The annual awards for best science fiction are called “Hugos.” A futuristic story by William Gibson in 1981 was called “The Gernsback Continuum.” But except for a few markers like these, Hugo Gernsback (1884-1967) has mostly vanished from our cultural memory, which is a pity, because he was an extraordinary man, and his influence on our modern age—electrical, science-permeated, and full of wonders—was outsized.
Gernsback is sometimes called the father of science fiction, though not because of any he wrote himself. (He did self-publish one novel, Ralph 124C 41+: A Romance of the Year 2660, which Martin Gardner called “surely the worst SF novel ever written.”) He gave the new genre its name in the 1920s, when he published “pulp” magazines like Amazing Stories and Science Wonder Stories in which eager writers could ply their trade for pennies a word (when he paid them at all). “By ‘scientifiction,’” he declared, “I mean the Jules Verne, H. G. Wells, and Edgar Allan Poe type of story—a charming romance intermingled with scientific fact and prophetic vision.”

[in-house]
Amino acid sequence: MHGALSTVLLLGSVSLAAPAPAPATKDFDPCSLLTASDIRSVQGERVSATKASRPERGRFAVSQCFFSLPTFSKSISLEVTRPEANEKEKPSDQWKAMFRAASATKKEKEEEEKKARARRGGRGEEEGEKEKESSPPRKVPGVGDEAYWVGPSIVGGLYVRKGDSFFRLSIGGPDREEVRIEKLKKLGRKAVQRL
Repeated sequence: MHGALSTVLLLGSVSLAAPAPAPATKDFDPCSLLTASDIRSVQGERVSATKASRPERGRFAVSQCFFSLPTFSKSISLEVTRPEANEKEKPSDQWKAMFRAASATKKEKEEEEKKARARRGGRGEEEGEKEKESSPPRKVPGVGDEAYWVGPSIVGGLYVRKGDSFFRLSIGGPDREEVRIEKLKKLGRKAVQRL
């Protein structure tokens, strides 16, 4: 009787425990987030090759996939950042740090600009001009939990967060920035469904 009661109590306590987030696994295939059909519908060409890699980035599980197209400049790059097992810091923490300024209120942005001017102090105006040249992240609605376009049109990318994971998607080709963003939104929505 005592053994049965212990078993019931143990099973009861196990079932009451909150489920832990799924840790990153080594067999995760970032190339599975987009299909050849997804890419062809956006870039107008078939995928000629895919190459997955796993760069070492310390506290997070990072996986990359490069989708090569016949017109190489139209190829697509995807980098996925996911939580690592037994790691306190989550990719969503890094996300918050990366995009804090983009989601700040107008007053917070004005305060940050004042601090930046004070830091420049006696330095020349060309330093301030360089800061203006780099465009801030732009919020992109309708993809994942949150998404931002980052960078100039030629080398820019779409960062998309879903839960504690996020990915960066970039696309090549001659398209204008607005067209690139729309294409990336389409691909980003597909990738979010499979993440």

First, though, he was a radio man, immersed in and obsessed with the new technology of wireless communication. He was an inventor in the turn-of-the-century generation inspired by Thomas Edison; among his eighty patents are “Radio Horn”; “Detectorium”; “Luminous Electric Mirror”; “Ear Cushion” (for telephone receivers); “Combined Electric Hair Brush and Comb” (“may also be used as a massage instrument”). He formed the first radio hobbyist group, the Wireless Association of America, when he was twenty-five years old, and incorporated its successor, the Radio League of America, six years later; created Radio News magazine; and started one of New York’s first stations, WRNY, broadcasting from atop the Roosevelt Hotel on Madison Avenue. The station and the league promoted the magazine, and the magazine promoted the station and the league, and all promoted Gernsback. He was an evangelist for the church we might call electronic culture. Most of us are its parishioners nowadays, with our magic boxes.